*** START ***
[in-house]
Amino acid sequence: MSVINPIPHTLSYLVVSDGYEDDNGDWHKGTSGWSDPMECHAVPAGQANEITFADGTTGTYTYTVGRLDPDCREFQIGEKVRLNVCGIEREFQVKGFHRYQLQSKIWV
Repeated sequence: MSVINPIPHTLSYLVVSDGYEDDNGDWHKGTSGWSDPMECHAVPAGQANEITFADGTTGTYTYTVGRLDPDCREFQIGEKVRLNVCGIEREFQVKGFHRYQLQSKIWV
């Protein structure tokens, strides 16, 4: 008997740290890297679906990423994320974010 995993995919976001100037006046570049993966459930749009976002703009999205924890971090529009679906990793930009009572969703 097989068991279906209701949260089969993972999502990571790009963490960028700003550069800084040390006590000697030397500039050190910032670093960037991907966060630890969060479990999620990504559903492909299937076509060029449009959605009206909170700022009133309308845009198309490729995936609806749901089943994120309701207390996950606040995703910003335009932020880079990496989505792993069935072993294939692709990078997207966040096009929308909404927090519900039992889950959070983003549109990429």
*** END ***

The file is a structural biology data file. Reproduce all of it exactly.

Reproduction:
[in-house]
Amino acid sequence: MSVINPIPHTLSYLVVSDGYEDDNGDWHKGTSGWSDPMECHAVPAGQANEITFADGTTGTYTYTVGRLDPDCREFQIGEKVRLNVCGIEREFQVKGFHRYQLQSKIWV
Repeated sequence: MSVINPIPHTLSYLVVSDGYEDDNGDWHKGTSGWSDPMECHAVPAGQANEITFADGTTGTYTYTVGRLDPDCREFQIGEKVRLNVCGIEREFQVKGFHRYQLQSKIWV
């Protein structure tokens, strides 16, 4: 008997740290890297679906990423994320974010 995993995919976001100037006046570049993966459930749009976002703009999205924890971090529009679906990793930009009572969703 097989068991279906209701949260089969993972999502990571790009963490960028700003550069800084040390006590000697030397500039050190910032670093960037991907966060630890969060479990999620990504559903492909299937076509060029449009959605009206909170700022009133309308845009198309490729995936609806749901089943994120309701207390996950606040995703910003335009932020880079990496989505792993069935072993294939692709990078997207966040096009929308909404927090519900039992889950959070983003549109990429």